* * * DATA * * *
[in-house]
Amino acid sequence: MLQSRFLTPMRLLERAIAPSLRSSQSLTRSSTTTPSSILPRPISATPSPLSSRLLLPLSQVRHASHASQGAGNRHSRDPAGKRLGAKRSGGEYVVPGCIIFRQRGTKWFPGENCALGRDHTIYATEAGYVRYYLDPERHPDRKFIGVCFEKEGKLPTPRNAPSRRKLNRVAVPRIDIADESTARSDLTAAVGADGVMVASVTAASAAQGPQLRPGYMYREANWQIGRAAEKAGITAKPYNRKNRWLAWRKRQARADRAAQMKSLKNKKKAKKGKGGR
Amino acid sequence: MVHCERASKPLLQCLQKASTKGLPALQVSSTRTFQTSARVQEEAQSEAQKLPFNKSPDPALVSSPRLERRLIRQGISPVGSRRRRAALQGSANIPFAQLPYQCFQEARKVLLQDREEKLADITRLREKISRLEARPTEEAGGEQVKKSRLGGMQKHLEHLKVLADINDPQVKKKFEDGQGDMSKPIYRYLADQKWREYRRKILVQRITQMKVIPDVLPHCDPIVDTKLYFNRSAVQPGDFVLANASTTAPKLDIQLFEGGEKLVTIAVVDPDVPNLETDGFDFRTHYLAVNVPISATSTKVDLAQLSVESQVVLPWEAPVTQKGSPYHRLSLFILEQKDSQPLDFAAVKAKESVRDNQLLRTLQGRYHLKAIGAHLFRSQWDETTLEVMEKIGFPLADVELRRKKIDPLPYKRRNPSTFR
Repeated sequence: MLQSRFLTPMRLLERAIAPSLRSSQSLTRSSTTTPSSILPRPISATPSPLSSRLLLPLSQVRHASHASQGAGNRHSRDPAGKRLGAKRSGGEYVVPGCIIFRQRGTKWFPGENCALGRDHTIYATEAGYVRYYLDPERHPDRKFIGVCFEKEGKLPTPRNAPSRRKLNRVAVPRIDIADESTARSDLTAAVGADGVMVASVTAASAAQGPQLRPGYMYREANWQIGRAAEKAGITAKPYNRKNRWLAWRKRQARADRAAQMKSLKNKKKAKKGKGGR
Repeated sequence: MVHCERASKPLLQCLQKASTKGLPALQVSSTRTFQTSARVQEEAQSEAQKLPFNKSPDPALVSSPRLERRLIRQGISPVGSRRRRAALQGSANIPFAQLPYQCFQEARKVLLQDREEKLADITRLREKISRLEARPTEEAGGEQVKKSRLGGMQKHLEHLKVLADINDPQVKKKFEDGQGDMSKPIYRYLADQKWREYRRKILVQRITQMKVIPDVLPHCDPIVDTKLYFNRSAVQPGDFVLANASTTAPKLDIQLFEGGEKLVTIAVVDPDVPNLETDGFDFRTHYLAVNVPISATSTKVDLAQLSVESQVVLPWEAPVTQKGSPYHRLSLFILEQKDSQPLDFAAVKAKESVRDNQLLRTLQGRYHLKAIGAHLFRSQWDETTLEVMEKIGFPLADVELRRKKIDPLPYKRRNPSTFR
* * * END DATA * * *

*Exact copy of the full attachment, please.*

[in-house]
Amino acid sequence: MLQSRFLTPMRLLERAIAPSLRSSQSLTRSSTTTPSSILPRPISATPSPLSSRLLLPLSQVRHASHASQGAGNRHSRDPAGKRLGAKRSGGEYVVPGCIIFRQRGTKWFPGENCALGRDHTIYATEAGYVRYYLDPERHPDRKFIGVCFEKEGKLPTPRNAPSRRKLNRVAVPRIDIADESTARSDLTAAVGADGVMVASVTAASAAQGPQLRPGYMYREANWQIGRAAEKAGITAKPYNRKNRWLAWRKRQARADRAAQMKSLKNKKKAKKGKGGR
Amino acid sequence: MVHCERASKPLLQCLQKASTKGLPALQVSSTRTFQTSARVQEEAQSEAQKLPFNKSPDPALVSSPRLERRLIRQGISPVGSRRRRAALQGSANIPFAQLPYQCFQEARKVLLQDREEKLADITRLREKISRLEARPTEEAGGEQVKKSRLGGMQKHLEHLKVLADINDPQVKKKFEDGQGDMSKPIYRYLADQKWREYRRKILVQRITQMKVIPDVLPHCDPIVDTKLYFNRSAVQPGDFVLANASTTAPKLDIQLFEGGEKLVTIAVVDPDVPNLETDGFDFRTHYLAVNVPISATSTKVDLAQLSVESQVVLPWEAPVTQKGSPYHRLSLFILEQKDSQPLDFAAVKAKESVRDNQLLRTLQGRYHLKAIGAHLFRSQWDETTLEVMEKIGFPLADVELRRKKIDPLPYKRRNPSTFR
Repeated sequence: MLQSRFLTPMRLLERAIAPSLRSSQSLTRSSTTTPSSILPRPISATPSPLSSRLLLPLSQVRHASHASQGAGNRHSRDPAGKRLGAKRSGGEYVVPGCIIFRQRGTKWFPGENCALGRDHTIYATEAGYVRYYLDPERHPDRKFIGVCFEKEGKLPTPRNAPSRRKLNRVAVPRIDIADESTARSDLTAAVGADGVMVASVTAASAAQGPQLRPGYMYREANWQIGRAAEKAGITAKPYNRKNRWLAWRKRQARADRAAQMKSLKNKKKAKKGKGGR
Repeated sequence: MVHCERASKPLLQCLQKASTKGLPALQVSSTRTFQTSARVQEEAQSEAQKLPFNKSPDPALVSSPRLERRLIRQGISPVGSRRRRAALQGSANIPFAQLPYQCFQEARKVLLQDREEKLADITRLREKISRLEARPTEEAGGEQVKKSRLGGMQKHLEHLKVLADINDPQVKKKFEDGQGDMSKPIYRYLADQKWREYRRKILVQRITQMKVIPDVLPHCDPIVDTKLYFNRSAVQPGDFVLANASTTAPKLDIQLFEGGEKLVTIAVVDPDVPNLETDGFDFRTHYLAVNVPISATSTKVDLAQLSVESQVVLPWEAPVTQKGSPYHRLSLFILEQKDSQPLDFAAVKAKESVRDNQLLRTLQGRYHLKAIGAHLFRSQWDETTLEVMEKIGFPLADVELRRKKIDPLPYKRRNPSTFR